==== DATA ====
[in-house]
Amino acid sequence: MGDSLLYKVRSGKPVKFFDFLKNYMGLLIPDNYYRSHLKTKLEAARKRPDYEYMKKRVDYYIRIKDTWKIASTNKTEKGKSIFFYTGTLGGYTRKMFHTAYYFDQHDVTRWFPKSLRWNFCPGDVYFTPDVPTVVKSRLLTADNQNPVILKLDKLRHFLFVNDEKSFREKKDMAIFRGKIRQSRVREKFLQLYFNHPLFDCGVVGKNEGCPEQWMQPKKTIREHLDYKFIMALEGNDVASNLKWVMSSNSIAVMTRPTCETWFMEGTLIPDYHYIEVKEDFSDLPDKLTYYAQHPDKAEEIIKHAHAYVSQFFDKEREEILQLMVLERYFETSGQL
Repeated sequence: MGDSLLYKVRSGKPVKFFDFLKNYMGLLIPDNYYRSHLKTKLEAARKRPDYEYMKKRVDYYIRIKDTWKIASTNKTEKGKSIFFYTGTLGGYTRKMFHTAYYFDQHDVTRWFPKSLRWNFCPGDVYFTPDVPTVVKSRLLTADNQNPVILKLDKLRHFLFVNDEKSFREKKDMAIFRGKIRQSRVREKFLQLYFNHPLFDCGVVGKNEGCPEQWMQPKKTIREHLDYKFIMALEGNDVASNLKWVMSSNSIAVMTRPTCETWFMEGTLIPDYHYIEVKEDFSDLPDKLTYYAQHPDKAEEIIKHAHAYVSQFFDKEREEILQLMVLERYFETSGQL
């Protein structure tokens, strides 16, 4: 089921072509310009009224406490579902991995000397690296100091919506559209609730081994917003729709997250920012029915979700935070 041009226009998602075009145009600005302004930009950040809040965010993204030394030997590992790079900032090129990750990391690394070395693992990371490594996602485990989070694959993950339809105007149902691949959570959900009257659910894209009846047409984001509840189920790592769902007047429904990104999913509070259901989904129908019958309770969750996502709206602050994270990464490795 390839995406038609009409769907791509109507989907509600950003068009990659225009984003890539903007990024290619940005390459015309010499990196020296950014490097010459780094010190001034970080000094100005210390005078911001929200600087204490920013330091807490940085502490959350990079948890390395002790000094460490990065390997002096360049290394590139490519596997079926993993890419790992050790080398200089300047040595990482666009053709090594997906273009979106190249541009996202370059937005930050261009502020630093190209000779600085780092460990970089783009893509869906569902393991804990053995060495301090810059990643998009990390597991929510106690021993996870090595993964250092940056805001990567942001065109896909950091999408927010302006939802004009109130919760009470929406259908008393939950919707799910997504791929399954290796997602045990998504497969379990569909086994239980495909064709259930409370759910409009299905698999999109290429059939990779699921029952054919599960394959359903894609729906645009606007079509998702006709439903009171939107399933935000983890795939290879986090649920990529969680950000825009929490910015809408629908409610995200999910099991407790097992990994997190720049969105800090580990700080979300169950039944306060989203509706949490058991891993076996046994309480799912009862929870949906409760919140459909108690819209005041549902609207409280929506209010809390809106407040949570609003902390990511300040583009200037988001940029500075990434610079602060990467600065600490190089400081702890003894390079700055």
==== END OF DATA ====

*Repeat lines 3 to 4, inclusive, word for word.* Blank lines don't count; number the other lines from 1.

Repeated sequence: MGDSLLYKVRSGKPVKFFDFLKNYMGLLIPDNYYRSHLKTKLEAARKRPDYEYMKKRVDYYIRIKDTWKIASTNKTEKGKSIFFYTGTLGGYTRKMFHTAYYFDQHDVTRWFPKSLRWNFCPGDVYFTPDVPTVVKSRLLTADNQNPVILKLDKLRHFLFVNDEKSFREKKDMAIFRGKIRQSRVREKFLQLYFNHPLFDCGVVGKNEGCPEQWMQPKKTIREHLDYKFIMALEGNDVASNLKWVMSSNSIAVMTRPTCETWFMEGTLIPDYHYIEVKEDFSDLPDKLTYYAQHPDKAEEIIKHAHAYVSQFFDKEREEILQLMVLERYFETSGQL
């Protein structure tokens, strides 16, 4: 089921072509310009009224406490579902991995000397690296100091919506559209609730081994917003729709997250920012029915979700935070 041009226009998602075009145009600005302004930009950040809040965010993204030394030997590992790079900032090129990750990391690394070395693992990371490594996602485990989070694959993950339809105007149902691949959570959900009257659910894209009846047409984001509840189920790592769902007047429904990104999913509070259901989904129908019958309770969750996502709206602050994270990464490795 390839995406038609009409769907791509109507989907509600950003068009990659225009984003890539903007990024290619940005390459015309010499990196020296950014490097010459780094010190001034970080000094100005210390005078911001929200600087204490920013330091807490940085502490959350990079948890390395002790000094460490990065390997002096360049290394590139490519596997079926993993890419790992050790080398200089300047040595990482666009053709090594997906273009979106190249541009996202370059937005930050261009502020630093190209000779600085780092460990970089783009893509869906569902393991804990053995060495301090810059990643998009990390597991929510106690021993996870090595993964250092940056805001990567942001065109896909950091999408927010302006939802004009109130919760009470929406259908008393939950919707799910997504791929399954290796997602045990998504497969379990569909086994239980495909064709259930409370759910409009299905698999999109290429059939990779699921029952054919599960394959359903894609729906645009606007079509998702006709439903009171939107399933935000983890795939290879986090649920990529969680950000825009929490910015809408629908409610995200999910099991407790097992990994997190720049969105800090580990700080979300169950039944306060989203509706949490058991891993076996046994309480799912009862929870949906409760919140459909108690819209005041549902609207409280929506209010809390809106407040949570609003902390990511300040583009200037988001940029500075990434610079602060990467600065600490190089400081702890003894390079700055």